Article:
There is a Steve Martin movie making waves (at #7) on the Netflix streaming service but this one is a rarity in the illustrious career of Mr. Martin.
Home is the film, and it represents one of only three times that Steve Martin has performed in an animated feature. In this film, Martin takes his comedic skills to a different medium, portraying one of the film’s “big baddies”, Captain Smek.
Home begins with an alien race called the Boov who, led by Smek, invade Earth in order to call it home. They relocate humans to remote parts of the planet while taking over the more robust areas.
Oh (Jim Parsons) is a Boov, a freethinker who finds himself in trouble when after the invasion, he decides to invite some Boov members over for a housewarming party. The problem – the Boov don’t care much for Oh as he is so different.
Tip (Rihanna) is a 14-year-old human girl who has been on the run, avoiding capture, trying to find her mother Lucy (Jennifer Lopez) with whom she got separated from during the invasion and relocation.
Oh’s trouble starts when he sends out his invitation to his party. At first, he accidentally sends out a mass invitation to every living Boov on Earth but when he hits the “send all” button, the invitation actually goes to every alien race in the galaxy to include Boov’s mortal enemy, Gorg.
Gorg is a planet destroyer and has been after the Boov ever since the failed peace treaty between Smek and Gorg that saw Smek run away with an object called “The Shusher.”
Once they realize exactly what Oh did, the Boov begin chasing him down. During his escape is when Oh runs into Tip and the pair reluctantly team up. Oh needs to hide someplace and Tip needs help tracking down her mother.
It’s an uneasy alliance at first. Oh secretly wants to go to Antarctica, the only place on Earth the Boov haven’t claimed and where he feels he can survive. But Tip needs to go to Paris, which is the Boov Command Center in order to find her mother’s whereabouts.
With Oh giving in, the pair reach Paris where they are able to track down Lucy, who is in Australia, also looking for her daughter. Barely escaping from more Boov, Oh and Tip head to the land down under.
When Tip and Oh reach Australia, they see that the Boov, fearing the worst, have begun to evacuate to their mothership. Oh wants Tip to evacuate with him but Tip is determined to find her mother. Life becomes even more precarious when Tip and Oh go their separate ways and Gorg arrives.
Home is based on the 2007 children’s book, The True Meaning of Smekday, by Adam Rex and comes from DreamWorks Animation, the studio behind such big, animated hits like the Shrek franchise, the Madagascar franchise, Kung Fu Panda, and The Croods.
Tim Johnson directed Home from a script by scribes Tom J. Astle and Matt Ember and although the film wasn’t a critical hit, Johnson turned his $135 million budget into a $386 million box office. In fact, the film was popular enough that Netflix developed their own original animated series based on the film that took place after the events of the movie. The series ran for four successful seasons.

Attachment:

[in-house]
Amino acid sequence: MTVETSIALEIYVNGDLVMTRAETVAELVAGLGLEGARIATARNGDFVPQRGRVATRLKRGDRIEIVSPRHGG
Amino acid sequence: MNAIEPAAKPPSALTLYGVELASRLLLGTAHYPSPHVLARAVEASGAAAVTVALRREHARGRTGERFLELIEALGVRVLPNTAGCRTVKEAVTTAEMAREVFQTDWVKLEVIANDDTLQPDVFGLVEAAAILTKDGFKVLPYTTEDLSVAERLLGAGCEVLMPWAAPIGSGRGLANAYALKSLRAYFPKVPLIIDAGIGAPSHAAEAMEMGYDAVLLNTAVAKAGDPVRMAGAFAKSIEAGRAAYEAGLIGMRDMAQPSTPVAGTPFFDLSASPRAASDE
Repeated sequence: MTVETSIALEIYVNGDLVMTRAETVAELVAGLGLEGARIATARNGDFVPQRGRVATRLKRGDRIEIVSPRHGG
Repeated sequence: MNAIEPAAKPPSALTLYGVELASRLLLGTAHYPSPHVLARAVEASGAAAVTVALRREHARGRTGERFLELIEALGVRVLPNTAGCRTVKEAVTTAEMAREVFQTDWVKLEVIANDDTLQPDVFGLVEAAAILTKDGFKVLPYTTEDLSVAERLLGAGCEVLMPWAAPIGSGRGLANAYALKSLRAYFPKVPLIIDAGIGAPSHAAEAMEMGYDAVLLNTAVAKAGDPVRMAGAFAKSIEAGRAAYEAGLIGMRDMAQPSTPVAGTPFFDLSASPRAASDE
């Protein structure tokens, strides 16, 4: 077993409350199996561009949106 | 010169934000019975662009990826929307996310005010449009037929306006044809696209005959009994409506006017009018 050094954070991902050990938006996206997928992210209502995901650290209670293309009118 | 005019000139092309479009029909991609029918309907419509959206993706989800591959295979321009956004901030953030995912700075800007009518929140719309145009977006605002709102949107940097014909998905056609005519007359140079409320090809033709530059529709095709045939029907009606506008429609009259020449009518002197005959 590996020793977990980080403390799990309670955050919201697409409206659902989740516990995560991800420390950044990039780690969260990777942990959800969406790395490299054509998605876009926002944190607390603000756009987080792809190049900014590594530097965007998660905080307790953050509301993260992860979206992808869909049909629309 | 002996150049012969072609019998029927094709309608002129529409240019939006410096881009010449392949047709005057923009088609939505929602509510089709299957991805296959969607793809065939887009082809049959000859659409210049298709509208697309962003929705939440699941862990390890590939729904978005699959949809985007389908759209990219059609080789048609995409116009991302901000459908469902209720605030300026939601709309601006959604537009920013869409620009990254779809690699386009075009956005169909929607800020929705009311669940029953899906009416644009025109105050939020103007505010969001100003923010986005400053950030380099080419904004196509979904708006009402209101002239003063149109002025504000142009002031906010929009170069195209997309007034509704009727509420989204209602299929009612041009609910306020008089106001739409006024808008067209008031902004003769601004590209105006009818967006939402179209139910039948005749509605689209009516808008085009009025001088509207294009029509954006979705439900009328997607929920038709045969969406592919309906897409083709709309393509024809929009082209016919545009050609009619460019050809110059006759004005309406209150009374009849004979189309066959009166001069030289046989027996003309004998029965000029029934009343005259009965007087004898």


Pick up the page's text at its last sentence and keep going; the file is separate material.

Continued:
Here is a fun fact that may come off more as shocking than fun. Actor/comedian/writer/musician Steve Martin is 76 years old. While that may not resonate with some, it will with a whole generation that grew up watching Martin.
Ever since Steve Martin became that “wild and crazy guy” in the late-70s, his name has been synonymous with comedy. From stand-up to feature films to even the small screen, Martin has had a hand in some of the best moments in entertainment.
Immensely talented, Steve Martin got his start writing sketch comedy for shows like The Smothers Brothers Comedy Hour, The Sonny and Cher Comedy Hour, and The Glen Campbell Goodtime Hour. In the mid-70s, Martin began to work as a standup comedian, using his banjo-playing talents to enhance his comedy. It worked and two huge platinum albums followed, Let’s Get Small and A Wild and Crazy Guy.
Comedy had found a new leading man. Steve Martin created two huge catchphrases that took over America with “Excuse me” and “Just a wild and crazy guy.” He even had one of the top-selling singles in America with a song he wrong and sang called “King Tut” backed by the Toot Uncommons.
His first big feature came in 1979 with the highly popular Carl Reiner film, The Jerk. Steven Martin then tried to side-step comedy by making the feature Pennies from Heaven, a musical that showcased his dancing talents. The film didn’t fare well as fans wanted only one thing from him – to make them laugh.
Over the years, that is exactly what Steve Martin did. Dead Men Don’t Wear Plaid, All of Me, The Three Amigos, and Little Shop of Horrors were just the beginning. His other big hits included Planes, Trains & Automobiles, Dirty Rotten Scoundrels, Parenthood, My Blue Heaven, and not to mention his Father of the Bride films, his Cheaper by the Dozen films, and his take on the Inspector Clouseau character made famous by the late Peter Sellers in The Pink Panther movies.
Let’s not forget that Steve Martin has appeared on Saturday Night Live over 25 times and has been the guest-host 15 times, second to only Alec Baldwin.
Steve Martin is a legend. That should go without saying. Even in an animated film like Home, his comedy shines through. The good news from all this? Steven Martin isn’t slowing down. Up next for the comedian is a re-teaming with longtime friend and fellow comedian Martin Short for Hulu’s original series Only Murders in the Building, along with co-star Selena Gomez.
For now, you can catch Steve Martin’s vocal performance in Home on Netflix.